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Table 3. Blood chemistry in MAb treated WNV-infected CD11c Cre+ Ifnarf/f and Ifnar−/− mice.

https://doi.org/10.1371/journal.ppat.1004086.t003

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Table 4. Cytokine levels in serum of Ifnar−/− and CD11c Cre+ Ifnarf/f mice after treatment with anti-TNF-α MAbs and WNV infection.

https://doi.org/10.1371/journal.ppat.1004086.t004

Alternative pathway of complement activation contributes to disease pathogenesis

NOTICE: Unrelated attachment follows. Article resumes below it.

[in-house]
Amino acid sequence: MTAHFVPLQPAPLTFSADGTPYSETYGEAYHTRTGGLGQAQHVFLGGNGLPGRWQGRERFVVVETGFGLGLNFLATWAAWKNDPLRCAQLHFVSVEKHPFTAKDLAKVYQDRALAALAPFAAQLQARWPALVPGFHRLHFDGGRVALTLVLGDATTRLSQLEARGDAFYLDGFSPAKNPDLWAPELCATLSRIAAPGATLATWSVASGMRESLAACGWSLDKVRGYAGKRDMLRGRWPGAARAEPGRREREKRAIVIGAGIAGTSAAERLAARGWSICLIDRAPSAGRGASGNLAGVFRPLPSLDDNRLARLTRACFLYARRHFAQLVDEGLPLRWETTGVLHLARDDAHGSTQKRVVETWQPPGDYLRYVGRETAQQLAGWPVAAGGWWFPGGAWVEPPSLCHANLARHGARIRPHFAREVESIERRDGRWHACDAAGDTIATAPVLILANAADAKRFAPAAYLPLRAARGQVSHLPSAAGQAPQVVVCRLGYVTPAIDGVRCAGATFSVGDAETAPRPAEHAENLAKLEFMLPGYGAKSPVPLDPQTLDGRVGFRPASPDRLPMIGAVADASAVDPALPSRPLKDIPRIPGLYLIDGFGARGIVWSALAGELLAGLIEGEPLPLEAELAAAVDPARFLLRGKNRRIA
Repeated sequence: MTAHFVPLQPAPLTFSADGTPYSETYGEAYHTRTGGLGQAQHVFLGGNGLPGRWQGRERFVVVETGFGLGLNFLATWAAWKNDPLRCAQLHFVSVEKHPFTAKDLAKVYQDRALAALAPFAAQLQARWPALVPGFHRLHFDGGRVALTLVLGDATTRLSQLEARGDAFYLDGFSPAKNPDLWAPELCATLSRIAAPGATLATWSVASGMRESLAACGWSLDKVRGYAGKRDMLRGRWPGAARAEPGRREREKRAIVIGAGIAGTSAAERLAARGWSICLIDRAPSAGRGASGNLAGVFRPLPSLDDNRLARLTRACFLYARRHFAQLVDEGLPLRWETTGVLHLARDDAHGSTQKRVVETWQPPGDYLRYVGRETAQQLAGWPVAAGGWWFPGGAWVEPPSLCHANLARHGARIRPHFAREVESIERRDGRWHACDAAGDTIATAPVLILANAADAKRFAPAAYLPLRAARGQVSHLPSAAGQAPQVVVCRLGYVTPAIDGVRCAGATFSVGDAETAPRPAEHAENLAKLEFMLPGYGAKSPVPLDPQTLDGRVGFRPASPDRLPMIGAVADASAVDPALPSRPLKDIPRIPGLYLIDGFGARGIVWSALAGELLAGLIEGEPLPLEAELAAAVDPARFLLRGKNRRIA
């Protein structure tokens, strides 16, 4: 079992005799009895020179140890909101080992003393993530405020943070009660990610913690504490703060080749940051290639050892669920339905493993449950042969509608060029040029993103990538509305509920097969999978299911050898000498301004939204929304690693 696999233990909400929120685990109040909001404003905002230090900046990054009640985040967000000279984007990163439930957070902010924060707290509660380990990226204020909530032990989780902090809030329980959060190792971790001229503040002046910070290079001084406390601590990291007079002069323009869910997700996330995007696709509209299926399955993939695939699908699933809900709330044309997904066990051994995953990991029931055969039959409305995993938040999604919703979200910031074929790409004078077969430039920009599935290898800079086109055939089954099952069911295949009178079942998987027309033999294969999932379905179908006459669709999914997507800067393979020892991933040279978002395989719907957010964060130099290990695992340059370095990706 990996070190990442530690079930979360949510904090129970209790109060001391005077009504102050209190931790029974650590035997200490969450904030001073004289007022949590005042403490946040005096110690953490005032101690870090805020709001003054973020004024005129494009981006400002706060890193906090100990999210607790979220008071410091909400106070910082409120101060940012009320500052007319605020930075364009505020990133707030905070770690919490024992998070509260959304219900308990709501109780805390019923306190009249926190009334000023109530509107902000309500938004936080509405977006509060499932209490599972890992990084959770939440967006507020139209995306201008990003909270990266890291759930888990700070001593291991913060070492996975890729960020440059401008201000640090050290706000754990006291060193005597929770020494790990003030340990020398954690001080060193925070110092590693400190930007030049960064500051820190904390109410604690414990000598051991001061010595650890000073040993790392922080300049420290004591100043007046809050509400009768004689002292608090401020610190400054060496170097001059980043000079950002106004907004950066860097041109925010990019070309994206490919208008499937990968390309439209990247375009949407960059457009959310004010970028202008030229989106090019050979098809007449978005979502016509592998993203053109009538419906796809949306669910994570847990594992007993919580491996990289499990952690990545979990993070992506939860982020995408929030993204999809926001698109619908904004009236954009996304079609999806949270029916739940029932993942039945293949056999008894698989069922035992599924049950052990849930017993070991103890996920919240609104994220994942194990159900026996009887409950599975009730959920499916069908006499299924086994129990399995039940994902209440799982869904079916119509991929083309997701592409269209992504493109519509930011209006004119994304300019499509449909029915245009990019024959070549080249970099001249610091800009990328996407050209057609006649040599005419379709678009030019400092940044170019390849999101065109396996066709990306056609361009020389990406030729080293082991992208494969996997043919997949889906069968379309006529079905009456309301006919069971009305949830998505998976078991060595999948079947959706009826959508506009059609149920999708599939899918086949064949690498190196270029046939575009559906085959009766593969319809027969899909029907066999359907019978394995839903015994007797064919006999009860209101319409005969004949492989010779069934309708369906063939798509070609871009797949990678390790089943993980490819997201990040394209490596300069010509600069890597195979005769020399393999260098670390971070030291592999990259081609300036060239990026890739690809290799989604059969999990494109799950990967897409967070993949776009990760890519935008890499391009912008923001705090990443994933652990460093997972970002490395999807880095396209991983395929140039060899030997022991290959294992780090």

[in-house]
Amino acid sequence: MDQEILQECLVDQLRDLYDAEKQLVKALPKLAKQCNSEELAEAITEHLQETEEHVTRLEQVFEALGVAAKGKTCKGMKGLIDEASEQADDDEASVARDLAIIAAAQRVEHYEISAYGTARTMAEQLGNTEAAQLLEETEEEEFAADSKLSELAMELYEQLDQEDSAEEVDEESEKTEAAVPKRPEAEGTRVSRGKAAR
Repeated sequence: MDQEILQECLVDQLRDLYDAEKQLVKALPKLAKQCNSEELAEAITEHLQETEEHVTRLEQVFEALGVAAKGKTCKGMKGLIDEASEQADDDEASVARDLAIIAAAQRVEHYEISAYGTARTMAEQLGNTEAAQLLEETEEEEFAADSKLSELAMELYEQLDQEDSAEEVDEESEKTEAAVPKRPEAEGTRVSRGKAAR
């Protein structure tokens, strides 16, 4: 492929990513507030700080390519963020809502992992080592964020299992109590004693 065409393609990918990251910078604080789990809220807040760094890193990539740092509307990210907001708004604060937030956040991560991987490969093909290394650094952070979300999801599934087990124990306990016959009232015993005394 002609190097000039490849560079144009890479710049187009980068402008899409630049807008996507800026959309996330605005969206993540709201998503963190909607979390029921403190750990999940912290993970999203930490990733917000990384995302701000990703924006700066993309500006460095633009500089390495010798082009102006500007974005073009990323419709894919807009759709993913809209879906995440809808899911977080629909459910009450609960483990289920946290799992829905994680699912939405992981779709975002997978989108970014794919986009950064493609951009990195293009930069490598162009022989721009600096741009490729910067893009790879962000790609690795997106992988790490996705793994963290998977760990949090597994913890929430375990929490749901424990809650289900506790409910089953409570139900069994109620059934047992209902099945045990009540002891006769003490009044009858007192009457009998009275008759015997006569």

Humans infected with Dengue virus, a closely related flavivirus, develop vascular leakage and sepsis syndrome and have evidence of extensive complement activation in their plasma and tissues [41][43]. Prior studies also have established that TNF-α regulates expression of complement genes in myeloid cells [44]. We hypothesized that complement activation and production of anaphylatoxins (e.g., C3a and C5a) might be induced by TNF-α and contribute to disease pathogenesis in WNV-infected CD11c-Cre+ Ifnarf/f mice. To evaluate this hypothesis, we first assessed mRNA levels of individual complement components in the spleen and liver of WNV-infected WT, Mavs−/−, Ifnar−/−, and Mavs−/−×Ifnar−/− DKO mice. Notably, C3 and factor B (fB) levels were greater in WNV-infected Ifnar−/− mice compared to the other genotypes (Fig. 8A) suggesting that expression of key complement components was regulated via a MAVS-dependent pathway. We next examined complement activation in serum by assessing levels of complement proteins and split products by Western blot and ELISA. At 24 to 48 hours after WNV infection, levels of C3, fB, and their cleaved products of (C3-α2 and Ba) were higher in Ifnar−/− and CD11c-Cre+ Ifnarf/f mice compared to WT mice (Fig. 8B). These results confirm the induction of key complement proteins and activation of the complement cascade in vivo. In contrast, C3 and fB cleavage products were decreased or absent in the serum of WNV-infected Mavs−/− or Ifnar−/−×Mavs−/− DKO mice at 48 hours (Fig. 8C), indicating that RLR signaling through MAVS was required for complement induction and activation. Consistent with a role for complement contributing to pathogenesis, liver injury at 48 hours was minimized in WNV-infected C3−/− and fB−/− mice given the IFNAR-blocking MAb MAR1-5A3 compared to similarly-treated WT mice. Analysis of blood chemistries after WNV infection of MAR1-5A3 treated C3−/− and fB−/− mice revealed normal AST and ALT values, compared to MAR1-5A3 treated C57BL/6 control mice (Fig. 8D), even though viremia and cytokine levels remained elevated (Fig. 8E and F). While liver injury persisted in MAR1-5A3-treated Mbl-a−/−×Mbl-c−/− DKO or C4−/− mice, indicating that disease was induced primarily by the alterative and not classical or lectin pathways of complement activation, glycemia was restored to normal levels. A partial phenotype also was observed in MAR1-5A3-treated C3aR−/− mice, which delete the receptor for the complement anaphylatoxin C3a: Cytokine (IL-1ß, IL-6, and TNF-α) and liver enzymes levels remained elevated in the serum but glucose levels normalized (Fig. S4). In comparison, treatment of CD11c-Cre+ Ifnarf/f mice with neutralizing MAbs against C5 reduced liver injury and prevented hypoglycemia compared to animals administered isotype control MAbs (Fig. 8G). To link our findings showing TNF-α signaling and complement activation contribute to WNV-induced disease and sepsis, we assessed complement activation in WNV-infected CD11c-Cre+ Ifnarf/f mice treated with blocking anti-TNF-α MAbs. Lower levels of C3 and factor B split-products (C3-α2, C3a, and Ba) were observed in the serum and plasma of mice administered blocking TNF-α compared to isotype control MAbs (Fig. 8H and I). These experiments place pathologic complement activation downstream of viral infection, MAVS signaling, and TNF-α signaling and indicate that it contributes to the sepsis-like syndrome.